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BY ADEDOYIN OYINKAN RHODES-VIVOUR (MRS.) FCIARB

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Presentation on theme: "BY ADEDOYIN OYINKAN RHODES-VIVOUR (MRS.) FCIARB"— Presentation transcript:

1 LEGAL FRAMEWORK FOR INTERNATIONAL COMMERCIAL ARBITRATION /ADR IN NIGERIA
BY ADEDOYIN OYINKAN RHODES-VIVOUR (MRS.) FCIARB CHARTERED ARBITRATOR, CEDR [UK] ACCREDITED MEDIATOR MANAGING PARTNER DOYIN RHODES-VIVOUR & CO. 9, SIMEON AKINLONU CRESCENT ONIRU PRIVATE ESTATE VICTORIA ISLAND EXTENSION LAGOS – NIGERIA.

2 LEGAL FRAMEWORK [INTERNATIONAL]
United Nations Commission on International Trade Law [UNCITRAL Model Law [1985; Revised 2006]. UNCITRAL Arbitration/Conciliation Rules. New York Convention on the Recognition and Enforcement of Foreign Arbitral Awards 1958. National courts are required to recognize and enforce foreign awards save in a few instances. Maritime Conventions Hague Rules Hague/Visby Rules Hamburg Rules Multi-Modal Convention 1980 Rotterdam Rules

3 LEGAL FRAMEWORK [DOMESTIC]
Arbitration and Conciliation Act Cap A18 Laws of the Federation of Nigeria 2004. Domesticated the New York Convention which was ratified by Nigeria on the 17th day of March 1970. State Arbitration Laws. Lagos State Arbitration Law Importance of the laws of the place of arbitration/seat of the arbitration Arbitration proceedings are subject to the mandatory provisions of the law of the place of the seat.

4 NATIONAL MARITIME LEGISLATION/ADR
Admiralty Jurisdiction Act Effect of section 20 MV Panormous Bay “It is the contention of the respondent that the clause inserted in the bills of lading were done without any consultation whatsoever with the respondent or its predecessor in title as it is a standard form contract usually lopsided in favour of the carriers, which was not bona fide, as its sole aim is to frustrate legitimate claims having underserved jurisdictional advantage. I am quite satisfied that the learned trial judge, apart from the fact that he has given due consideration to S.5[2][b] of the Arbitration and Conciliation Act, he has also considered the legality, genuineness and reasonableness of the arbitration clause contained in the bills of lading”. The Hon. Justice Galadima [JSC] – M.V Parnomous Bay V. Olam (Nig) Plc “Section 20 of the Admiralty Jurisdiction Act has altered the hitherto existing position in admiralty matters thereby modifying section 2 and 4 of the Arbitration and Conciliation Act and limited enforceable arbitration agreement to those having Nigeria as their forum.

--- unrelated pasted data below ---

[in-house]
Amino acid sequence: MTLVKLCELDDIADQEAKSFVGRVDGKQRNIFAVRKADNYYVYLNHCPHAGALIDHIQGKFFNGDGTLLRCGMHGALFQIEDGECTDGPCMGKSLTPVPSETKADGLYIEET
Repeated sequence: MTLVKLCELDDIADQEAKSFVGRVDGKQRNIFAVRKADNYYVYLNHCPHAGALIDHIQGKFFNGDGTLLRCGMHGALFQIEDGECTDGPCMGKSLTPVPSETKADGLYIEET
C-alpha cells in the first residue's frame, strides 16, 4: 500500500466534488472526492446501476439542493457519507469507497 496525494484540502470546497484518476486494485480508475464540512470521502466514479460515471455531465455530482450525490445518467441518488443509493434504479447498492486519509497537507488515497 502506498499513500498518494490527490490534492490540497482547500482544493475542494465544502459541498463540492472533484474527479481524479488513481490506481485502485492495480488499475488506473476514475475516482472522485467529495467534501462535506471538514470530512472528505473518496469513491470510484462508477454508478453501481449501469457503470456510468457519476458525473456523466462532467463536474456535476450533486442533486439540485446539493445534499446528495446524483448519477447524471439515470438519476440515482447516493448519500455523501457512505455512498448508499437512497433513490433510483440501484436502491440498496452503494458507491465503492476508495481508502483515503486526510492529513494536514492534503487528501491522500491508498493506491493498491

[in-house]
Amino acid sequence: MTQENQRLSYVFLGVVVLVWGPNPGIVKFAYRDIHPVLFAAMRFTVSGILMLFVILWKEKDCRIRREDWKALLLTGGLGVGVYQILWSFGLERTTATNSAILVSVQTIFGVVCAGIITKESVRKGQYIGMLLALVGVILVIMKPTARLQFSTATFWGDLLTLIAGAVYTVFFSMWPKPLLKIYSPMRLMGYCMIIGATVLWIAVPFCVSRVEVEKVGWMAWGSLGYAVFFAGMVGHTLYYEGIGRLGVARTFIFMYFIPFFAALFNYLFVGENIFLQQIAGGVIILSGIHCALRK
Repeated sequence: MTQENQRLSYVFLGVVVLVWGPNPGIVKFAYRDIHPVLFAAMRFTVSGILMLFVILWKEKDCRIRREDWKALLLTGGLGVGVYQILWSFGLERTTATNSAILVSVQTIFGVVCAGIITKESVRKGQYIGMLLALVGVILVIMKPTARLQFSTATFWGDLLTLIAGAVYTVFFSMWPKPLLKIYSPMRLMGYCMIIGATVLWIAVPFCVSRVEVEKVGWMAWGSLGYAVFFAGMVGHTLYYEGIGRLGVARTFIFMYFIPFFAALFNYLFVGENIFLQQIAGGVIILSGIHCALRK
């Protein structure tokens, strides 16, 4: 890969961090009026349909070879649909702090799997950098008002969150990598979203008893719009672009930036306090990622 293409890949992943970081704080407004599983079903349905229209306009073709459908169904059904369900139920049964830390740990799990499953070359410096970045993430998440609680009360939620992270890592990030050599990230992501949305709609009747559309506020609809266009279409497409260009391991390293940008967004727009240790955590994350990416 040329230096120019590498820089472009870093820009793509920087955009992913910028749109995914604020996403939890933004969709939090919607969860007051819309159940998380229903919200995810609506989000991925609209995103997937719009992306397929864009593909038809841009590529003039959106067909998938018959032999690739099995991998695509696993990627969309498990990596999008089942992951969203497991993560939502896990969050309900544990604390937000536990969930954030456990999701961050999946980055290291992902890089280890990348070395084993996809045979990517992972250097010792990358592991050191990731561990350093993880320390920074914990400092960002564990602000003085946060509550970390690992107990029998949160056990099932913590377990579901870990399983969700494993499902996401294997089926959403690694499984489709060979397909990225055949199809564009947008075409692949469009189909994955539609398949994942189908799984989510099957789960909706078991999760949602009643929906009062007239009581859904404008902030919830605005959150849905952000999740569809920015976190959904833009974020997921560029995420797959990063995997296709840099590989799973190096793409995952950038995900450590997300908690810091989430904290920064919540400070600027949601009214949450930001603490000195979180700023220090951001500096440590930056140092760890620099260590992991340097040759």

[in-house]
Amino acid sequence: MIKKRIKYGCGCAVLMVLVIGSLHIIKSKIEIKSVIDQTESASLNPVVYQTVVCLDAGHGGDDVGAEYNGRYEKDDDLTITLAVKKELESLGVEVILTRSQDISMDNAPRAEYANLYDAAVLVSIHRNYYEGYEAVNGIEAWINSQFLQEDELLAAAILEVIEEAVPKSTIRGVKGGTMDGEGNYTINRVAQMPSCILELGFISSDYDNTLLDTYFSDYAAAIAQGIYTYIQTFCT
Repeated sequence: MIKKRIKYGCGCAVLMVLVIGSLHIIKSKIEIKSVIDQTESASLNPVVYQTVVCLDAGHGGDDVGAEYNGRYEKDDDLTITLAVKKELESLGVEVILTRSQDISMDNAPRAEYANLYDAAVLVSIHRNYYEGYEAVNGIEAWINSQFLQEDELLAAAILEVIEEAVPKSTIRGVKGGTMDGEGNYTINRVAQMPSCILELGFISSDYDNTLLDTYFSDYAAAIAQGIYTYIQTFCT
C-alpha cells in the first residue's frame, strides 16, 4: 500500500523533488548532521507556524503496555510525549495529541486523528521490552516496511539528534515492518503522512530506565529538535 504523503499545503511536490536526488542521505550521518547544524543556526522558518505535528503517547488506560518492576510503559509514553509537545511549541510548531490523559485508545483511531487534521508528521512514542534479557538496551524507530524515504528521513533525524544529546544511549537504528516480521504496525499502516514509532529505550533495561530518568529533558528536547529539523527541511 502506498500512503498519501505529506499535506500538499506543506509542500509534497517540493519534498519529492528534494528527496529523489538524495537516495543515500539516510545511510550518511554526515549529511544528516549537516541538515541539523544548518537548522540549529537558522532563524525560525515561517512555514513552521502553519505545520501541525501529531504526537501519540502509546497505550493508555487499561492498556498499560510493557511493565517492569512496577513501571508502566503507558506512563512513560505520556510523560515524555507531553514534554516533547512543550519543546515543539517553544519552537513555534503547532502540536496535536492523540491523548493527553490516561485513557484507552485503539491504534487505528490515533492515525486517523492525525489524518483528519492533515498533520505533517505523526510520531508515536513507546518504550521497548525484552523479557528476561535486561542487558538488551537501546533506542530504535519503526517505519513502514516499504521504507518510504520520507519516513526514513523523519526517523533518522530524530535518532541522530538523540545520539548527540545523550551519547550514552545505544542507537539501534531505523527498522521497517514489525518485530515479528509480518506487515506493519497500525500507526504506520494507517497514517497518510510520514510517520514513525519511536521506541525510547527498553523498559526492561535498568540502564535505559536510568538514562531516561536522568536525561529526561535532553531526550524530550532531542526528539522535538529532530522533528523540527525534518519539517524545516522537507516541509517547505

5 MV Lupex Arbitration agreement does not oust the court’s jurisdiction but is an agreement of the parties which must be enforced. Duty on court to enforce arbitration agreements was reiterated. Federal High Court Act Section 17 Federal High Court Rules Order 52 Rules 2, 8, 9, 13, 16 and 17

6 ARBITRATION AND THE NIGERIAN COURTS
Section 1(2) of the Evidence Act states that the provisions of the Evidence Act shall not apply to arbitral proceedings. Rules of Court do not apply to arbitral proceedings. Ras Pal Gazi Construction Company Ltd V FCDA NWLR part 722 pg 559 at 572 paras D – F, The Supreme Court of Nigeria declared that an Award is at par with a judgement of the court has the same force and effect and cannot be tampered with except as provided in the Act. Courts not to interfere except as provided by the law Section 34 Federal Act Section 59[1] Lagos Law Applications to the Court (Arbitration Procedure Rules)

7 POWERS OF THE COURT IN RELATION TO ARBITRATION PROCEEDINGS
ROLE PRIOR TO CONSTITUTION OF ARBITRAL TRIBUNAL / COMMENCEMENT OF PROCEEDINGS Section 2 ACA – arbitration agreement irrevocable except by agreement / leave of court Sections 4 & 5 ACA – Stay of proceedings Section 7 – Appointment & challenge of arbitrators COURT’S ROLE DURING THE PROCEEDINGS Section 23 of ACA – issuance of writs of subpoena / habeas corpus Section 13 / Article 26 – Interim measure of protection POST AWARD ROLE OF THE COURTS Section 29 of ACA – Settling aside of award Section 30(2) – Misconduct of arbitrator Section 31(1)and 32 – Recognition and enforcement of awards Section 48 , 51 and 52– Other factors necessitating the setting aside of an award under international commercial arbitration.

8 NEW PROVISIONS OF THE LAGOS STATE ARBITRATION LAW
Form of Arbitration Agreement Sections 3[3] [4] and [5]of the Lagos State Arbitration Law Interim Measures / Preliminary Orders Section 21 of the Lagos State Arbitration Law Section 21[3] of the Lagos State Arbitration Law Section 25 of the Lagos State Arbitration Law Section 26 of the Lagos State Arbitration Law Section 27 of the Lagos State Arbitration Law Section 28 of the Lagos State Arbitration Law Section 29[1][2] and [3] of the Lagos State Arbitration Law Specific Powers of the Arbitral Tribunal on Remedies Section 38 of the Lagos State Arbitration Law Section 38[2] of the Lagos State Arbitration Law Appointment of Umpire Section 9[1] [a] and [b] of the Lagos State Arbitration Law See section 9[2] [a-d] of the State Arbitration Law Section 9[2][a] of the Lagos State Arbitration Law Section 9[2][b] of the Lagos State Arbitration Law Section 9[2][c] of the Lagos State Arbitration Law

9 Consequence of Resignation of an Arbitrator.